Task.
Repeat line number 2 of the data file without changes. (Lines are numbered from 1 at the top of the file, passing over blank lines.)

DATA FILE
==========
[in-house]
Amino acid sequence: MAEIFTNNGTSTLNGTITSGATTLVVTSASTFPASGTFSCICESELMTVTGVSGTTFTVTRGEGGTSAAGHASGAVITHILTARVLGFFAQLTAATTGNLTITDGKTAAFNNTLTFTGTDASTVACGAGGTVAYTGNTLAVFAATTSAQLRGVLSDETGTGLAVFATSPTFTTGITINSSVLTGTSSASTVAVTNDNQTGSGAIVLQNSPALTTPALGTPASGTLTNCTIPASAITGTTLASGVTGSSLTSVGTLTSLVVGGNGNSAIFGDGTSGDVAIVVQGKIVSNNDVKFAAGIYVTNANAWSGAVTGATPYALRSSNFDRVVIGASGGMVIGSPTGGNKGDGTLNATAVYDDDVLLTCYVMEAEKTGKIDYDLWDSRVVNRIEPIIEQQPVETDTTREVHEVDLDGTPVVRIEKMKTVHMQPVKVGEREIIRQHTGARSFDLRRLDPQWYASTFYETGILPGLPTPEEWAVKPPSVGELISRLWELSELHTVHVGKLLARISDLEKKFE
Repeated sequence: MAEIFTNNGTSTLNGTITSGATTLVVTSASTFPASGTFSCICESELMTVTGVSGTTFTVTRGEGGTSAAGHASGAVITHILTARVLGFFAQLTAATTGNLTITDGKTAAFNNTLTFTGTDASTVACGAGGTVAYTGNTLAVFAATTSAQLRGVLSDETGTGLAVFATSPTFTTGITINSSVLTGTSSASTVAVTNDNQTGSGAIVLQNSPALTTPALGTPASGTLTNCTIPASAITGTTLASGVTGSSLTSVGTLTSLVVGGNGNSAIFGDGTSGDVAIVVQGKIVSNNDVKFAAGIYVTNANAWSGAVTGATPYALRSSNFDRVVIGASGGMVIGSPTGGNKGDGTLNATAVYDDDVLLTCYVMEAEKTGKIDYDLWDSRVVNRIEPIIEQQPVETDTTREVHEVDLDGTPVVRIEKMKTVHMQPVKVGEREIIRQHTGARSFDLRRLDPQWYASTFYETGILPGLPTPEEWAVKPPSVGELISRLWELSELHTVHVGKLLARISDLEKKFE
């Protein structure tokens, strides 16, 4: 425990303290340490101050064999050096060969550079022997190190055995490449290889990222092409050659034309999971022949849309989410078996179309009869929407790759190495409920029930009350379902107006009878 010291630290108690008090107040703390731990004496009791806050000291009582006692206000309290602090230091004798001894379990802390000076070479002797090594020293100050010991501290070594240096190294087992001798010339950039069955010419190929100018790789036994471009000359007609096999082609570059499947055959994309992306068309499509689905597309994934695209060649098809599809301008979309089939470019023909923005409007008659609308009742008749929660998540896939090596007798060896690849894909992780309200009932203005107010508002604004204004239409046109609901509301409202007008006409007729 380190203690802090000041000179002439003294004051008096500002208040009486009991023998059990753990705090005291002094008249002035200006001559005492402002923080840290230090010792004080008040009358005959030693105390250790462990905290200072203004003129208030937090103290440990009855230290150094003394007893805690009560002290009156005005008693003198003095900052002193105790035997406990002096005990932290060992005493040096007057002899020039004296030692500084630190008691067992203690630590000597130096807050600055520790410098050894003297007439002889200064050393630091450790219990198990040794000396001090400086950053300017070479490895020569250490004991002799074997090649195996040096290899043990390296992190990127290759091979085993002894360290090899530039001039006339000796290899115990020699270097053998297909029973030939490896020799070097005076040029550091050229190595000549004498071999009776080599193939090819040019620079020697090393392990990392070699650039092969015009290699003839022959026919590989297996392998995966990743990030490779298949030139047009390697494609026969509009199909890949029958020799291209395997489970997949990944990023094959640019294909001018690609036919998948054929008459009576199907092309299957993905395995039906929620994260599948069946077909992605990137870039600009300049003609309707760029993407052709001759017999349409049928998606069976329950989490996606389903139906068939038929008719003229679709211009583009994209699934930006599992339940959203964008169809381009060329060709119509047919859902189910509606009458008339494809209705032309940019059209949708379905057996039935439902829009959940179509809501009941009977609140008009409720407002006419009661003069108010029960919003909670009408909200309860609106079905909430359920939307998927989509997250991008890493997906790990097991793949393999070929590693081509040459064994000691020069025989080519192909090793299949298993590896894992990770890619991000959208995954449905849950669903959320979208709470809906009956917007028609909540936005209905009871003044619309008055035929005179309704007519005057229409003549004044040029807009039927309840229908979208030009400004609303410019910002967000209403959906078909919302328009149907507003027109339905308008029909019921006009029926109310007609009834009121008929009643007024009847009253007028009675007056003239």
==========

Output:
Amino acid sequence: MAEIFTNNGTSTLNGTITSGATTLVVTSASTFPASGTFSCICESELMTVTGVSGTTFTVTRGEGGTSAAGHASGAVITHILTARVLGFFAQLTAATTGNLTITDGKTAAFNNTLTFTGTDASTVACGAGGTVAYTGNTLAVFAATTSAQLRGVLSDETGTGLAVFATSPTFTTGITINSSVLTGTSSASTVAVTNDNQTGSGAIVLQNSPALTTPALGTPASGTLTNCTIPASAITGTTLASGVTGSSLTSVGTLTSLVVGGNGNSAIFGDGTSGDVAIVVQGKIVSNNDVKFAAGIYVTNANAWSGAVTGATPYALRSSNFDRVVIGASGGMVIGSPTGGNKGDGTLNATAVYDDDVLLTCYVMEAEKTGKIDYDLWDSRVVNRIEPIIEQQPVETDTTREVHEVDLDGTPVVRIEKMKTVHMQPVKVGEREIIRQHTGARSFDLRRLDPQWYASTFYETGILPGLPTPEEWAVKPPSVGELISRLWELSELHTVHVGKLLARISDLEKKFE